intensity direct action, it‟s necessary to go to the next level, and engage in mass non-

       Again we can learn from the experience with President Kennedy and consider
applying it to President Obama. Let‟s recall the story I told earlier.

        In 1963 Martin Luther King, Jr., talks to President Kennedy, and gets a refusal to
take bold action against racism. Then the people of Birmingham, Alabama, dislocate their
city through mass nonviolent action, or as we often call it these days, “People Power.”
Then President Kennedy then says, “Oh yes, I‟d better act,” and Congress is led to pass
the Civil Rights Act.

        A little while later Kennedy‟s successor, Lyndon Johnson, didn‟t see how to
persuade Congress to pass a voting rights act – not until the Selma civil rights activity
became a mass campaign in 1965. Then LBJ could act, and in the end he proclaimed to
the media, “We have overcome.” Hillary Clinton during her primary campaign last year
still wanted LBJ to get the credit for that victory of the grassroots. Democratic Party
power brokers are not very fond of people power.

      Presidents taking the credit is not a new idea, of course. In the 1930s President
Roosevelt didn‟t put muscle into passing the Wagner Act – which established the right of
workers to have unions – until a mass movement of workers made it politically viable.
Roosevelt then took credit for it.

        Mass non-cooperation? We do know how to do that in this county. Think of the
„30s mass sit downs, factory occupations, and now again in 2008 autoworkers in Detroit
conducting a sit-in and achieving their goal. I would love to see the autoworkers and
their environmentalist allies occupy auto factories on behalf of making solar panels and
the technological infrastructure for the planet, rather than internal combustion engines
that our President-elect appears willing for them to make. I‟ll bet they would prefer to
make products that will benefit their grandchildren, benefit a sustainable future for our
country. And what they‟re making now offers no future for this country, right? We can
the auto company owners to be on the side of planetary destruction, based on their very
clear track record. It will surely take mass noncooperation to retire the mis-managers and
put this valuable industry on the right track.

         Now we come to a moment of truth. Please take a look at your handout.4

    See Appendix, Handout 2.

       This is the difficult time, this is the time when you have to encounter your highest
hopes or worst fears about the society your working with. I personally go back and forth,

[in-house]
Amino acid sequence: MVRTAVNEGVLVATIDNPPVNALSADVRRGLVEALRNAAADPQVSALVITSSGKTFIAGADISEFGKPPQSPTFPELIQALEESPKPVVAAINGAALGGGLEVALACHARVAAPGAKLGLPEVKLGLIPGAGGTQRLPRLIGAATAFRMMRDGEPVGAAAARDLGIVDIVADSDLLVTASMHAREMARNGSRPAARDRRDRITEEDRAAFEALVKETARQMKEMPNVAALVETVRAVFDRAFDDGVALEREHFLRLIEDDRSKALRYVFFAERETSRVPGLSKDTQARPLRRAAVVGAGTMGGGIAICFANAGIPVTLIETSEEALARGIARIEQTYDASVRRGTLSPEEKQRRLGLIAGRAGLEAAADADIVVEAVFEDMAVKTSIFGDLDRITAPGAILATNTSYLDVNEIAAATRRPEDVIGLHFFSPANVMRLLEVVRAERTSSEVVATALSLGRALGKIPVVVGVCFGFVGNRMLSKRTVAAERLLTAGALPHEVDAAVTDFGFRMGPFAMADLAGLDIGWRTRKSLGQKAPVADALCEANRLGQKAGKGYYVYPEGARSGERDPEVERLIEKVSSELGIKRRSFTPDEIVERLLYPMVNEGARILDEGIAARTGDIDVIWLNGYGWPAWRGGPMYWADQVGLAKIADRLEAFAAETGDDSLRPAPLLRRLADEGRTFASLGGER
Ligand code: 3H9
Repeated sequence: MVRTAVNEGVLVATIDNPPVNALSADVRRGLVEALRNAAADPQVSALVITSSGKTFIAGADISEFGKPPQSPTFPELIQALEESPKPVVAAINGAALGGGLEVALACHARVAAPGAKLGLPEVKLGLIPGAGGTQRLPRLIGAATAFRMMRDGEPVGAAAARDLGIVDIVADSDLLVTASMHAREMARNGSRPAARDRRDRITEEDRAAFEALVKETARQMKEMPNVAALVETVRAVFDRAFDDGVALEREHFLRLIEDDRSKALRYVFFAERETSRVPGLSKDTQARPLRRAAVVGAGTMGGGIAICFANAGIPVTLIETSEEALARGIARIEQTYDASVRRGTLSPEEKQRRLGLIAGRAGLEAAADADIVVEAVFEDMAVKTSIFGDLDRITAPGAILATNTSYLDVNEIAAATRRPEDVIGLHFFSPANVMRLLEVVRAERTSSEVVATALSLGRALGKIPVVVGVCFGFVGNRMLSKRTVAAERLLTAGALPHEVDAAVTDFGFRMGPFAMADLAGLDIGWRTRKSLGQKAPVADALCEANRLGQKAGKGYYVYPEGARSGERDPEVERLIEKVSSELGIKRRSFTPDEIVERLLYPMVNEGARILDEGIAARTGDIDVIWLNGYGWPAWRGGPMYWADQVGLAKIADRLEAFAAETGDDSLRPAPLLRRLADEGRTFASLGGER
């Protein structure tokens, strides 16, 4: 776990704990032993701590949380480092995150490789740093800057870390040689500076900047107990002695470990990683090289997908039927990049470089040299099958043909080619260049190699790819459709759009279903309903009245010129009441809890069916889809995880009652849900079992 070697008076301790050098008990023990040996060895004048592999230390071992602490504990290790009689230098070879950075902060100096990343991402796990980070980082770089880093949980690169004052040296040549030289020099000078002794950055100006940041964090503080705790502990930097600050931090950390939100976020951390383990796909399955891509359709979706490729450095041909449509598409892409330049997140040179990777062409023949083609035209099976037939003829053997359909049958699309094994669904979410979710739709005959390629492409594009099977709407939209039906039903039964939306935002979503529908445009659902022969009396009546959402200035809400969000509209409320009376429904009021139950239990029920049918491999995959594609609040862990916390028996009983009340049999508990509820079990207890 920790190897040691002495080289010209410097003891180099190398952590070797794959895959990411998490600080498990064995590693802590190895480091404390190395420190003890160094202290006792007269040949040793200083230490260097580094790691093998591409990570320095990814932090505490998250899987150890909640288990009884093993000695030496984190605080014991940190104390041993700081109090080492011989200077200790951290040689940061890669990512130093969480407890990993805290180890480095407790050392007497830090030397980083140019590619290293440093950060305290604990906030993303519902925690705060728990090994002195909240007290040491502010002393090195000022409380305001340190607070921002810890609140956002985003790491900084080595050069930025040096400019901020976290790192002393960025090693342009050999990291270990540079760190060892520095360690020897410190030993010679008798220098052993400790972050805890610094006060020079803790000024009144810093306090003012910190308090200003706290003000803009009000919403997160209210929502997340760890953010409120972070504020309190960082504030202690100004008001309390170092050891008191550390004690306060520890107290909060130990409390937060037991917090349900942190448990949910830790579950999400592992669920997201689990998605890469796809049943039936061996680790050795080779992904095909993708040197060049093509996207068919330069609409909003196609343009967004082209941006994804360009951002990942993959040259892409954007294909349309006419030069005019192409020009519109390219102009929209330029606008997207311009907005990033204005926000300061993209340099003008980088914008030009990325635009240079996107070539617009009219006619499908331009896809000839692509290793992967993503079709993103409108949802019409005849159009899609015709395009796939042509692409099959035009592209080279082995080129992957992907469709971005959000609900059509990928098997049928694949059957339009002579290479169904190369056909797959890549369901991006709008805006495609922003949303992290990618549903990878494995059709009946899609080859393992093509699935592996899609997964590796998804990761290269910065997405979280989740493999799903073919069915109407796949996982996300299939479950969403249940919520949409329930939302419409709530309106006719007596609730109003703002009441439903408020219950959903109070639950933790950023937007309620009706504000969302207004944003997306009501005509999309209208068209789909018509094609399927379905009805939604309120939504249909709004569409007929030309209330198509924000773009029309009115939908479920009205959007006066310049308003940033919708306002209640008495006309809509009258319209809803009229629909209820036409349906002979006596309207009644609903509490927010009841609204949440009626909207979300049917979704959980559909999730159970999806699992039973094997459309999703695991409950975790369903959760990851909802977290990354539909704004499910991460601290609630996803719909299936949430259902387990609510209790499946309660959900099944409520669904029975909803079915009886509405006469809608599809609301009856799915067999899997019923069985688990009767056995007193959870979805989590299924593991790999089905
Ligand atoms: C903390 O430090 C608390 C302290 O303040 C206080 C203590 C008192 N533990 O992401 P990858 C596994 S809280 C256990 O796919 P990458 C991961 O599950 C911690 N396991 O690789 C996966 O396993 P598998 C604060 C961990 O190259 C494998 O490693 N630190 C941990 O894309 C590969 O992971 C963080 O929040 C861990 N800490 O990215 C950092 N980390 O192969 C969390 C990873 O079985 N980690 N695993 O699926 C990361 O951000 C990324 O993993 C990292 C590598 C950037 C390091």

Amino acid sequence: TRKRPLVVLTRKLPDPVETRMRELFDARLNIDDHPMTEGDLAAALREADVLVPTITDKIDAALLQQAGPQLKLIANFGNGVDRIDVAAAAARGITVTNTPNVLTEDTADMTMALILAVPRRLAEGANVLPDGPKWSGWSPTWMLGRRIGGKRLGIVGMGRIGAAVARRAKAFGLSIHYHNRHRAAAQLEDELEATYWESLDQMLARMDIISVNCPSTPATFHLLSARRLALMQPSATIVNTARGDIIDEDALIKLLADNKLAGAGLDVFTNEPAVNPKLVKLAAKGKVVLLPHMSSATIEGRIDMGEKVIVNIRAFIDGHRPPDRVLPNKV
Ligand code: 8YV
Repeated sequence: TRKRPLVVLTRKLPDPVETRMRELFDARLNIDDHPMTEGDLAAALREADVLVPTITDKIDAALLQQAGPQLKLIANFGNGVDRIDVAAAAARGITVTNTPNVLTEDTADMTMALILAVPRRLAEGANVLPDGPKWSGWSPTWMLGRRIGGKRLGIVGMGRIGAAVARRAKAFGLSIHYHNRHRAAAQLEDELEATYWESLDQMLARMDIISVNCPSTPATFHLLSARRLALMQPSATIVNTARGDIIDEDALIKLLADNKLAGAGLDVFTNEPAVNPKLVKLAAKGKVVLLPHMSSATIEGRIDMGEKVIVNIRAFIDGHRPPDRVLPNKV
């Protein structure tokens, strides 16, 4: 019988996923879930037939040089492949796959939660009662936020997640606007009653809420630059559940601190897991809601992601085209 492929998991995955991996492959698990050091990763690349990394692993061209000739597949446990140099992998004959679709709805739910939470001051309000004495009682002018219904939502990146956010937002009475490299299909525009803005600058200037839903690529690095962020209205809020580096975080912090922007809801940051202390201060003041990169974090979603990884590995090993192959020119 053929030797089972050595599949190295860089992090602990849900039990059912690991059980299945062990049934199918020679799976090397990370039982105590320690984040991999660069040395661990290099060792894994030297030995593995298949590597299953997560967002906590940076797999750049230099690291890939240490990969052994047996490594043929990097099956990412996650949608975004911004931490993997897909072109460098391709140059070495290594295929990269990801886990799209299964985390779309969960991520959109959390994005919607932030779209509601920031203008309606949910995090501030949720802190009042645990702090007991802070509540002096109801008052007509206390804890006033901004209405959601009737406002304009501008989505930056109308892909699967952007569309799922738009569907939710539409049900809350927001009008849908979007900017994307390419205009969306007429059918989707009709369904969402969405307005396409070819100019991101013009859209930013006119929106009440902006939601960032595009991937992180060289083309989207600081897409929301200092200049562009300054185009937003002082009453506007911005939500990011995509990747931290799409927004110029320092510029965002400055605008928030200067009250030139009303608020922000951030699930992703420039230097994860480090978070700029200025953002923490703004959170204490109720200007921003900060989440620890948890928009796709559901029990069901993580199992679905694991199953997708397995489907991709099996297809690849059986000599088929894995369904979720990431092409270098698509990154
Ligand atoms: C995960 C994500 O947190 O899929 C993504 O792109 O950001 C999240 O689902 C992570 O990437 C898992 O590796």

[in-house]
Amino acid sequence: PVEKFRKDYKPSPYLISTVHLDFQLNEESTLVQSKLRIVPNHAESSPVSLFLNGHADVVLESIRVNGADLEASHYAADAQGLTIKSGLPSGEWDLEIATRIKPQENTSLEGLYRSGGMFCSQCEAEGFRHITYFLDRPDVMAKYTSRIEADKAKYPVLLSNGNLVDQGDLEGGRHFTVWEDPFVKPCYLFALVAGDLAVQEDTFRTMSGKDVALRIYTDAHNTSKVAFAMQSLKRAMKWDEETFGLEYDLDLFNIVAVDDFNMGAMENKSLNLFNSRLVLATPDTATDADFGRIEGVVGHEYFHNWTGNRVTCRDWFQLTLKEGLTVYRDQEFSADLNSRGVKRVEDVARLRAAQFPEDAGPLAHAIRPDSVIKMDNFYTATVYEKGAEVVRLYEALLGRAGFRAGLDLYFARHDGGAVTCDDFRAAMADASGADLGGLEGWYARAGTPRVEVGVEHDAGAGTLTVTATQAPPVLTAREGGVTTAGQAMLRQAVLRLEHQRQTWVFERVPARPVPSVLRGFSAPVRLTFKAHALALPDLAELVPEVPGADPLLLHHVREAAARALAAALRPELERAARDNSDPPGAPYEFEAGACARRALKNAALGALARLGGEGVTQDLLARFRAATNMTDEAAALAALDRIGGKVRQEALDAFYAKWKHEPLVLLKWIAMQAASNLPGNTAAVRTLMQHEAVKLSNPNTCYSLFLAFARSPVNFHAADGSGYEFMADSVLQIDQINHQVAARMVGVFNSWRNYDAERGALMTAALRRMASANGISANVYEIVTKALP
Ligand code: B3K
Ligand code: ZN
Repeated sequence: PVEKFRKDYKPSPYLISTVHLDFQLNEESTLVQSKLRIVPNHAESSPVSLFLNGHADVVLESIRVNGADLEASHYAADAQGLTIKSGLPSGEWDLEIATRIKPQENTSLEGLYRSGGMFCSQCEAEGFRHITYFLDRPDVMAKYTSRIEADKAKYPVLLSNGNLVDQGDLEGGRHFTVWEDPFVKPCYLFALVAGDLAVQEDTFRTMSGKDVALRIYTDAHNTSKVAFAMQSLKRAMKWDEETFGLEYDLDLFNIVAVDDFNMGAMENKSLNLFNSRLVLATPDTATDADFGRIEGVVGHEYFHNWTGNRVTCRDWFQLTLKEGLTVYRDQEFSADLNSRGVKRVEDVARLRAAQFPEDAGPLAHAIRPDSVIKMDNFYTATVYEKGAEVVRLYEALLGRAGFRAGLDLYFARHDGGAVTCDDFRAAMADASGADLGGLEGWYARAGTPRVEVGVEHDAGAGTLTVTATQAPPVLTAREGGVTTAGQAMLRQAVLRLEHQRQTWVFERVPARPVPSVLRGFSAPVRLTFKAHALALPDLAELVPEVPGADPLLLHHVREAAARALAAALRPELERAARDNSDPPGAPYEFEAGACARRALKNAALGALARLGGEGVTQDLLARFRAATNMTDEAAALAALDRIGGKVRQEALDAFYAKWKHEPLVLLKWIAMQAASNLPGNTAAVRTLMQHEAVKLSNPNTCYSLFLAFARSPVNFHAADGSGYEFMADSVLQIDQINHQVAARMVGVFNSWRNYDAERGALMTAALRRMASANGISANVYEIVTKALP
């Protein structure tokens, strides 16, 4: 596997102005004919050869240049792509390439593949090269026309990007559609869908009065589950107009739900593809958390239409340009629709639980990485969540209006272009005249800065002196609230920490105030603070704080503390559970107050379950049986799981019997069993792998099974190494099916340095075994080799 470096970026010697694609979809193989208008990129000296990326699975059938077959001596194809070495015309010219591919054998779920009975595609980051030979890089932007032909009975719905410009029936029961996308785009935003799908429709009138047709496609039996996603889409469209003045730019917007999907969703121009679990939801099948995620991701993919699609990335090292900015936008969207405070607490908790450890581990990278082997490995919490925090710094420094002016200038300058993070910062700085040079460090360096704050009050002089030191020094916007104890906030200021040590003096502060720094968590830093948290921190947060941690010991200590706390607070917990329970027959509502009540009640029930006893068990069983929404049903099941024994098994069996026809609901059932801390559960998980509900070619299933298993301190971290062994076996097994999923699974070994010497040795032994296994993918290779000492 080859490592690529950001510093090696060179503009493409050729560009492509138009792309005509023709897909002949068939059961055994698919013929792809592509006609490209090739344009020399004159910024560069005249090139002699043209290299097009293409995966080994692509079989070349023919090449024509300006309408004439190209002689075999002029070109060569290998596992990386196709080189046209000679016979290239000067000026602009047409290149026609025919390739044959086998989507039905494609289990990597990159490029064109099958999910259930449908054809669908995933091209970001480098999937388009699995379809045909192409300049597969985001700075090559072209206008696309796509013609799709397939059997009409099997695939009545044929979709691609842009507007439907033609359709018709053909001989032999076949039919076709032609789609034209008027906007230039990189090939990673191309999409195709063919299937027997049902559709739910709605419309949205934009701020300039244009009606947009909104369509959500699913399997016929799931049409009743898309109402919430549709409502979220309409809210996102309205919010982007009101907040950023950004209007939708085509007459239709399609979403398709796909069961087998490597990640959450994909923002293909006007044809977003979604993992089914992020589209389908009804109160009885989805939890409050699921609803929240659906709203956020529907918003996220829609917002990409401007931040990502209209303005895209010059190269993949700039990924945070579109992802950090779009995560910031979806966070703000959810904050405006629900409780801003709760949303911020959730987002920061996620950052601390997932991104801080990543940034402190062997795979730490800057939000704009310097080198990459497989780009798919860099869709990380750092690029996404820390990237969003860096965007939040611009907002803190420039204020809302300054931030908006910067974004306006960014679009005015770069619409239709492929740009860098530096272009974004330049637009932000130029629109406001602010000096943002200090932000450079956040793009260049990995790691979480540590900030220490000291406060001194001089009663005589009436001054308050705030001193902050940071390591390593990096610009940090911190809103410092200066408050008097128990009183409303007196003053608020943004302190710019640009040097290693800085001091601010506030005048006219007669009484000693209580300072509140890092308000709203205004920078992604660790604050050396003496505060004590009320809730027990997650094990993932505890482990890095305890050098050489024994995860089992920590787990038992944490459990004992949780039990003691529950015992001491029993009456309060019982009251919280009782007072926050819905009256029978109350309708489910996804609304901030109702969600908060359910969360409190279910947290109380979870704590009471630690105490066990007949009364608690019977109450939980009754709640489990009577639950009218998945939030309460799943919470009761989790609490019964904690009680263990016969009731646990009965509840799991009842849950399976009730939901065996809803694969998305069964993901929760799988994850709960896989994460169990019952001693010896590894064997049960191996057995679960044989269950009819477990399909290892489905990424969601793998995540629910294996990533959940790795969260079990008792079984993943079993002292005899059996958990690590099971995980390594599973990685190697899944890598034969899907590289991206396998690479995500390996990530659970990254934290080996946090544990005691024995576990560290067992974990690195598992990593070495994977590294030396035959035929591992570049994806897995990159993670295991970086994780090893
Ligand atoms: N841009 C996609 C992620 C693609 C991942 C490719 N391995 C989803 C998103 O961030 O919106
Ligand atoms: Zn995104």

many people I know go back and forth as we contemplate this question.

        Is our society really set up in such a way that it‟s dedicated to destruction, to
planetary destruction? Is our country anti-democratic in its sub-structure, as shown by its
alliance with dictators over many many years, and the democracy we enjoy is superficial?
Or is democracy real -- we‟ve fought for it over the years, so is it real? What‟s truly
going on?

        I feel obligated to expose you to a grim possibility, because that‟s not the side that
gets taught in courses very much. This perspective is what I regard as the kind of thing
your parents may have sat down with you at some point and said we need to have this
talk, something like that. I mean, it‟s not the kind of thing you would tell a ten year old
necessarily, but something you might tell a fifteen year old.

        So let‟s read the handout I‟ve distributed, which lays out the grim possibility in a
chilling way.* First a Yale economist and Federal Reserve governor, Henry Wallich,
says this difficult, difficult thing, although he isn‟t writing it as if it‟s difficult for him to
say. He was writing in Newsweek Magazine. At the time some environmental economists
were suggesting that it might be necessary to shift from the goal of expanding the Gross
National Product to a steady state model for the sake of planetary sustainability.

        Wallich was responding in his Newsweek column to that claim. “Growth,” he
wrote, “is a substitute for equality of income. So long as there is growth there is hope,
and that makes large income differential tolerable.”

        In other words, if growth of the national income pie stopped, the majority would
look at the piece of the pie allocated to them, and strongly protest. Wallich wrote, “If
GNP per capita stops rising, is everybody to remain at his current income level, like
wage-earners during the late, lamented wage-and-price freeze? The low-income classes
would hardly put up with that.”

        In other words, it may or may not make sense from the planetary point of view to
freeze the GNP, but we can‟t do it because the lower orders will get restless, and we can‟t
have that. They will clamor for redistribution of wealth, and we can‟t have that. So